Nicola avery books

If you could collaborate with anyone, living or dead, on a writing project, who would it be and why?

Amelia Mary Earhart would be my first choice as a collaborator. I’d like to write her story, her life from her perspective. She was an American aviator pioneer and author, the first female aviator to fly solo across the Atlantic Ocean. Married, but with no children of her own, she disappeared in 1937 flying with her navigator Fred Noonan over the Pacific ocean en route to Howland Island from Lae, Papa New Guinea, in an attempt to circumnavigate the globe.

There is still a mystery as to what really happened to her, her navigator, the plane, where she landed or crashed, and how she met her fate. The mystery of her disappearance would be a fascinating detective story, but weave in her views and past battles as a woman in a man’s world, the choices she had to make, the risks she took, the fear she had to conquer, her experiences as a nurse’s aid during WW1 in a Canadian hospital, her experiences as an author, and her own personal lessons in life, her loves, her hates, then the project takes on real colour.

Spin that with fiction and conspiracy theories then the book takes on a different edge, a fiction book with several potential endings. Her capture by the Japanese for spying, the unknown bones found on an Island, the sunken plane, the mystery woman with a new life and new face, her murder, or the truth; what really happened to Amelia Earhart?

Sadly we may never uncover that, but if she allowed, I could add a twist to the book project and add in a paranormal element-perhaps she could then tell us!

What do you read yourself and how does this influence your writing?

I read as much as possible and can be wooed by a beautiful cover. I love thrillers, mysteries, crime, psychological thrillers and books that cross and mix genres. A ghostly twist to a love story is a bonus for me. As a result of my reading needs I’m writing the kind of books I want to read; mixed genres, murders, crimes, mysteries, thwarted love, reincarnates, ghosts, justifiable retributions, rather like a box of chocolates with no sweet index, where there’s something in it for everyone, and each bite is a surprise.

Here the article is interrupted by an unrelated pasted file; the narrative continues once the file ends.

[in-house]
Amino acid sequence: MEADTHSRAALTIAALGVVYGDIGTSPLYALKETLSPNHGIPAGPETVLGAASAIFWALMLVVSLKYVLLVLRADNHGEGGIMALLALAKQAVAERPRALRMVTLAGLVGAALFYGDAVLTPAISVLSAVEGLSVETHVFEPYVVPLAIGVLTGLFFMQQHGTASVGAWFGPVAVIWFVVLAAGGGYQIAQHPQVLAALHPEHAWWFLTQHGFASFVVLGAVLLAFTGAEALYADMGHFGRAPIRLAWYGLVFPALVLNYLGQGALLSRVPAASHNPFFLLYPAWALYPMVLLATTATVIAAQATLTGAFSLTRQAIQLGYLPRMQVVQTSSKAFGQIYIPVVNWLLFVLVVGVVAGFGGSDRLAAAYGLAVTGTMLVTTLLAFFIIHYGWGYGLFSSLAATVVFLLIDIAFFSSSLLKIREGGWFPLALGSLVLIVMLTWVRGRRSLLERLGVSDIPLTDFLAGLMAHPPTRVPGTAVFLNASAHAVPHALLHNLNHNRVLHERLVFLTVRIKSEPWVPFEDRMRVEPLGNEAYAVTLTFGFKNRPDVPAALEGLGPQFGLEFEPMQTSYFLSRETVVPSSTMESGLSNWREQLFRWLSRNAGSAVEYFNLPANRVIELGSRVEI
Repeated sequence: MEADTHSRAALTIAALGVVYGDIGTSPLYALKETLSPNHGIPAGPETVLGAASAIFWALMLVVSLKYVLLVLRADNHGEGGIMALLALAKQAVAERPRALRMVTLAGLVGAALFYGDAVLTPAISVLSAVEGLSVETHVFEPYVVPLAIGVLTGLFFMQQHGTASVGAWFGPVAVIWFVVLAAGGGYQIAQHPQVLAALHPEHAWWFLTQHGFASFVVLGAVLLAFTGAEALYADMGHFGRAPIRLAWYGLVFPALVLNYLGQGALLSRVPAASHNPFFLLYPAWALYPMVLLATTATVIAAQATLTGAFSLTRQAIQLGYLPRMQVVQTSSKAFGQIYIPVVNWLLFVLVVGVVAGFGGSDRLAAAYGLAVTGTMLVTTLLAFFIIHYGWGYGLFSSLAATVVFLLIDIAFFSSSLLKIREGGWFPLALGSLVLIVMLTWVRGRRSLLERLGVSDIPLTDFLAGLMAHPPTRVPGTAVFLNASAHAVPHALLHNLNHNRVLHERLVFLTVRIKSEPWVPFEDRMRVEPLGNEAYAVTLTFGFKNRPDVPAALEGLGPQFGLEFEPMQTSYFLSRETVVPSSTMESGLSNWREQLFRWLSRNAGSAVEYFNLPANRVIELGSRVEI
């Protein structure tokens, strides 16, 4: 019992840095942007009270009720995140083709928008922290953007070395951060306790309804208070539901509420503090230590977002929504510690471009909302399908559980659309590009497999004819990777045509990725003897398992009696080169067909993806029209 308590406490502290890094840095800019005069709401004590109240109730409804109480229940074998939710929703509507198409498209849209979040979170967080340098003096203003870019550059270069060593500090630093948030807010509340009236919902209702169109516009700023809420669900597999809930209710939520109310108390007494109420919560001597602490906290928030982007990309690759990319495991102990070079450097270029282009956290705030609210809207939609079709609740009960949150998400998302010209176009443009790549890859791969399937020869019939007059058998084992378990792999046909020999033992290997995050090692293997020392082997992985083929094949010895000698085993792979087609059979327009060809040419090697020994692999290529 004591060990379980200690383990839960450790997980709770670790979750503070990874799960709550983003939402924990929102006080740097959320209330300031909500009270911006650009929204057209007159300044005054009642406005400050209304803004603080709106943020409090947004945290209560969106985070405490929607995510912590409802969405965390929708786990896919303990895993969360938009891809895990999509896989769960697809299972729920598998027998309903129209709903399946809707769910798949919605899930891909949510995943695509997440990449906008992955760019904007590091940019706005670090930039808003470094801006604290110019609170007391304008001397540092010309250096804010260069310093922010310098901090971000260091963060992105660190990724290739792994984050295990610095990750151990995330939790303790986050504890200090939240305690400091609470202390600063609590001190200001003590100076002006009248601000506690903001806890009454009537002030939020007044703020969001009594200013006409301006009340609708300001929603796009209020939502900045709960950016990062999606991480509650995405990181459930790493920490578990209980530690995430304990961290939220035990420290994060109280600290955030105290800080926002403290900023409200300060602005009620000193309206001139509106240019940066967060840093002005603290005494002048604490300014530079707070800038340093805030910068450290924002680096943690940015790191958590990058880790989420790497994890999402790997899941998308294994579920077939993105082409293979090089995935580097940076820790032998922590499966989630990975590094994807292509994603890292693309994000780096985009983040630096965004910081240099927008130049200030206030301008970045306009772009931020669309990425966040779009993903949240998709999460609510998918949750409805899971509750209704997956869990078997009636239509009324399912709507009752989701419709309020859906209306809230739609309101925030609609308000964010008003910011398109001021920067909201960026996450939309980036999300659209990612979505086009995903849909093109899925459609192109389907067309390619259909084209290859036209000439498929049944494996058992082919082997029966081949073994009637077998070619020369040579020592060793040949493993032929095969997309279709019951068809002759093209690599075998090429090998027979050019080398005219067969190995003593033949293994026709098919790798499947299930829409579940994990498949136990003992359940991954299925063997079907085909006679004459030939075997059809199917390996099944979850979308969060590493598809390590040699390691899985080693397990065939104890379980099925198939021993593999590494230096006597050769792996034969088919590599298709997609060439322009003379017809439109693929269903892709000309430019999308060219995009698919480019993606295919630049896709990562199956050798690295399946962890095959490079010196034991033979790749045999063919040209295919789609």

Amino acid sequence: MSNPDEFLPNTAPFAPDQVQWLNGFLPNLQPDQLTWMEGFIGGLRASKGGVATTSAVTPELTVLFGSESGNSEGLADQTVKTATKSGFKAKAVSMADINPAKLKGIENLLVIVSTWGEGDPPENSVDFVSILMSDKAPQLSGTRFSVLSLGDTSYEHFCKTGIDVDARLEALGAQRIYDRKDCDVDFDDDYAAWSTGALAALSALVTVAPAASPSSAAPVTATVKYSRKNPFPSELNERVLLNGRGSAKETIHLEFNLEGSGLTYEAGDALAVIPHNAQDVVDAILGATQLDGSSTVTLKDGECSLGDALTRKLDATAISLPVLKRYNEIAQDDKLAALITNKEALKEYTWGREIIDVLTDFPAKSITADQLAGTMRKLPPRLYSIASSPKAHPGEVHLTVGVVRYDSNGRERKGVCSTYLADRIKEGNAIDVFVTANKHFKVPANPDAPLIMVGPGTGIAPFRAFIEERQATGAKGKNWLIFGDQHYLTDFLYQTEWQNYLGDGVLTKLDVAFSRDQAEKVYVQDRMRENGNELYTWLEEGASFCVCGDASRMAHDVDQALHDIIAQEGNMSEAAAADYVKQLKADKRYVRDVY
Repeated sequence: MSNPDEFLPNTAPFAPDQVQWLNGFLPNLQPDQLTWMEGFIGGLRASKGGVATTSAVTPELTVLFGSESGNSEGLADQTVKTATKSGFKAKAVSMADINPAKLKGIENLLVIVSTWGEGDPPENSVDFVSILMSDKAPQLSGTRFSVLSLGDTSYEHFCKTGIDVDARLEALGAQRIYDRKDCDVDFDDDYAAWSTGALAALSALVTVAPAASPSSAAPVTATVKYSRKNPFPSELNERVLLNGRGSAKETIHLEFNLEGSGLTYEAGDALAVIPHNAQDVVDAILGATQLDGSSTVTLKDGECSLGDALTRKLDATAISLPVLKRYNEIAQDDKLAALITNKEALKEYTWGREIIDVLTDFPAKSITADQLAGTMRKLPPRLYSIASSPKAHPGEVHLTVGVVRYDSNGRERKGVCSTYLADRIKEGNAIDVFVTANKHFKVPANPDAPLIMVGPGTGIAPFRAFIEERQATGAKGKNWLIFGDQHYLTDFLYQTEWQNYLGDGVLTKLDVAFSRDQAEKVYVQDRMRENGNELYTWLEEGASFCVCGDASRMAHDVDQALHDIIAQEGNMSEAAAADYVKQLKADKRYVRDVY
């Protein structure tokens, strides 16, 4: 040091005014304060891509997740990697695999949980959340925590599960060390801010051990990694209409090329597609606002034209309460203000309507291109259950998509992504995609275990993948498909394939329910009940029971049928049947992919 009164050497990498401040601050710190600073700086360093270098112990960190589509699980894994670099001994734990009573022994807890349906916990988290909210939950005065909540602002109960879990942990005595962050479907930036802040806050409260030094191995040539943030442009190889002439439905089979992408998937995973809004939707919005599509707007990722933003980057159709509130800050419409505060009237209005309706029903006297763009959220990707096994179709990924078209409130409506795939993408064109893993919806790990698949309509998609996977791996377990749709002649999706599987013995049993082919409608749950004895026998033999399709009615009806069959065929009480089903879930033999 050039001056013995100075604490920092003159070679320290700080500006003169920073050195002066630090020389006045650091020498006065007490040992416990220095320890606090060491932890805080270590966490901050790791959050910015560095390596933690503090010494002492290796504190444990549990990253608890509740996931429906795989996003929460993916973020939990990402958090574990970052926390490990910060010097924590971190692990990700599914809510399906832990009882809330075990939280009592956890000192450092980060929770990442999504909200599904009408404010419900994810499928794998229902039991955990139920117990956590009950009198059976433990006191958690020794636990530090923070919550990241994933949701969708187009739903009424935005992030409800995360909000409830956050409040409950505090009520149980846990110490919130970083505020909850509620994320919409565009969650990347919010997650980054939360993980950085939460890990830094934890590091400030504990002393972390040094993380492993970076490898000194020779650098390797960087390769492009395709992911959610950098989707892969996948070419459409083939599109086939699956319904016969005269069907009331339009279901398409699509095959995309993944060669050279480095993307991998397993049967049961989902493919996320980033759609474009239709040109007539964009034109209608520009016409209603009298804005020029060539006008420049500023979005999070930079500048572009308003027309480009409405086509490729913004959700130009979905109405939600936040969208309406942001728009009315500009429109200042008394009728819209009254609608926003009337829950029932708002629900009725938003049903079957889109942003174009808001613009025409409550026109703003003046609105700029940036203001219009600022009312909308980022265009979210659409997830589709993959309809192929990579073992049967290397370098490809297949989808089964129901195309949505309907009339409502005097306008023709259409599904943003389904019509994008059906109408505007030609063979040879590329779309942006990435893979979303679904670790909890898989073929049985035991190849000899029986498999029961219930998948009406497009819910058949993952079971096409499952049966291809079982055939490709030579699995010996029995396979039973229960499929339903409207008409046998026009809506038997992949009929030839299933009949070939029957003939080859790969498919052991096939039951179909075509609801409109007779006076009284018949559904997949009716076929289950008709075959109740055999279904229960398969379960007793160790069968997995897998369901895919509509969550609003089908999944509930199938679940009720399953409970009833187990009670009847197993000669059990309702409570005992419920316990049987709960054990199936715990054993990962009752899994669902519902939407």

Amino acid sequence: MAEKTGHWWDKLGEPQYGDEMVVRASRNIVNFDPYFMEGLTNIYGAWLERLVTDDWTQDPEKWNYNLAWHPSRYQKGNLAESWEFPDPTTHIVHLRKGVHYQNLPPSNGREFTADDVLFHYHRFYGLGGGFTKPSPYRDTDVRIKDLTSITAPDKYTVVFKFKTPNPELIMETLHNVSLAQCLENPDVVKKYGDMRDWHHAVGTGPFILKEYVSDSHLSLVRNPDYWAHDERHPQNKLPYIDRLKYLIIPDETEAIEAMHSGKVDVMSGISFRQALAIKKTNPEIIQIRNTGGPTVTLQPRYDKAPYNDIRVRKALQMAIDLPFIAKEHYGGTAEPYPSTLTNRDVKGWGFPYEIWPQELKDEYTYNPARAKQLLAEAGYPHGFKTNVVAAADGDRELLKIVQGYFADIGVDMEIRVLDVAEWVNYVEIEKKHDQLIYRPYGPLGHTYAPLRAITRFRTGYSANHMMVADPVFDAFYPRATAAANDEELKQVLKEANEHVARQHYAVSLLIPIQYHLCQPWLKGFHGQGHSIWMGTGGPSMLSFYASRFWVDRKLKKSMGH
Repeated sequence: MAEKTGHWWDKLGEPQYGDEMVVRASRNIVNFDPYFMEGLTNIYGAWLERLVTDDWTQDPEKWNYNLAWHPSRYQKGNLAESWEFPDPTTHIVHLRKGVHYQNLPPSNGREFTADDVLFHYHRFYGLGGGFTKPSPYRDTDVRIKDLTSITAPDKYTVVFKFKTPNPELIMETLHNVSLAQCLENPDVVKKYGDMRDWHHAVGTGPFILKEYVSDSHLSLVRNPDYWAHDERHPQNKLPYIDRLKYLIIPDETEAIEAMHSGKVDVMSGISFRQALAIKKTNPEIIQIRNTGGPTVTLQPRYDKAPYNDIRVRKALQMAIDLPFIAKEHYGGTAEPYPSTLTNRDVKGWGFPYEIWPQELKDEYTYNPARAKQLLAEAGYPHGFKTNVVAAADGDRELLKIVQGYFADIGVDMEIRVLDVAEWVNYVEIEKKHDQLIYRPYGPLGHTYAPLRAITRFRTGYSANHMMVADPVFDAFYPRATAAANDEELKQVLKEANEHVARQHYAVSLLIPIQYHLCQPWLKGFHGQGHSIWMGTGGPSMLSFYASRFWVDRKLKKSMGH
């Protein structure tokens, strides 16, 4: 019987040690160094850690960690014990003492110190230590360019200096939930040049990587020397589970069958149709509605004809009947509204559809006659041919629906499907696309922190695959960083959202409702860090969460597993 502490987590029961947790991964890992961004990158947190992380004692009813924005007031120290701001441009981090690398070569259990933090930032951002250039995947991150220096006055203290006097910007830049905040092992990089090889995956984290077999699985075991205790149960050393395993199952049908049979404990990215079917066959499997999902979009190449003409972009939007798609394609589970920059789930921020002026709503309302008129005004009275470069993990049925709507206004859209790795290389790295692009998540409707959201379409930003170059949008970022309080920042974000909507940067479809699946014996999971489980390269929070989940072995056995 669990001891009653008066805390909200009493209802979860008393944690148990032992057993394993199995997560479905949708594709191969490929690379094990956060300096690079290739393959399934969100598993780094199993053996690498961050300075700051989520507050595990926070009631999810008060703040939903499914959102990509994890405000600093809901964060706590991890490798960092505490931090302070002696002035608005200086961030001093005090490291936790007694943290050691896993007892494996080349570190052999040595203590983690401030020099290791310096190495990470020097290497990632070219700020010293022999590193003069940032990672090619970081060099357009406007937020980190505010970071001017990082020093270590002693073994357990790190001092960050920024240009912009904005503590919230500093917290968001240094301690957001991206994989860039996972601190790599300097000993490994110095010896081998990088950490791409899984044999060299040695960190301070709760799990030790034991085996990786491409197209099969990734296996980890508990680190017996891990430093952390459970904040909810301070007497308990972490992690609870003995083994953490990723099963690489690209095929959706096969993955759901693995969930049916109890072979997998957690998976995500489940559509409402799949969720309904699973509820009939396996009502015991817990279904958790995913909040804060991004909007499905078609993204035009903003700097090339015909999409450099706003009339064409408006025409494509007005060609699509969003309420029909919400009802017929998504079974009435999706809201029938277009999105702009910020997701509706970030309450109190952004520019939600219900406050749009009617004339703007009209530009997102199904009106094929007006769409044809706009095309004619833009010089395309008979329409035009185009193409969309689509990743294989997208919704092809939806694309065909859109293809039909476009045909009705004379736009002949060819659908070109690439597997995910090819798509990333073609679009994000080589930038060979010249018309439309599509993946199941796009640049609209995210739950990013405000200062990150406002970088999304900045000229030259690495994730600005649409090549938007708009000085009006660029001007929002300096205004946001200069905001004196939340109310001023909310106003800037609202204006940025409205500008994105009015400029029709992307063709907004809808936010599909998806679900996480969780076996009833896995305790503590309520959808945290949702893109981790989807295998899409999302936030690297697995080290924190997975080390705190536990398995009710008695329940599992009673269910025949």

Do you have any projects coming up that you are particularly excited about?

Yes, a children’s book – but with a difference – going back to the days of Hans Christian Andersen where story telling and children’s tales were filled with love, beauty and pain, where morals are taught and all actions good or bad had consequences. This is a challenge for me as I’m finding it very emotional to write and the intended age group keeps growing – to date it’s for children aged 9 to 90 years! Have quite a following and its not finished yet!

Are there any new books or writers that you are looking forward to coming up?

I read at least three book a month and have on occasions been surprisingly disappointed by a ‘well known’ author’s much publicised book, so now tend now to wait for the buzz to die down before purchasing and reading. I always finish a book whatever my opinion and never give a bad review, after all there is no ‘one size fits all’ in the world of books; readers views are varied and personal.

I do now have copies of Kate Mosse’s The Burning Chambers to read and Kate Atkinson’s Transcription..

Is there anything you’d like to add?

Yes – a huge thank you to Hannah for inviting me to take part in this interview and to all the other amazing book bloggers out there, that are throwing authors a ‘life raft’ in this bumpy sea of book publishing and supporting us as we paddle.

Thanks Nicola it’s been great to hear your thoughts!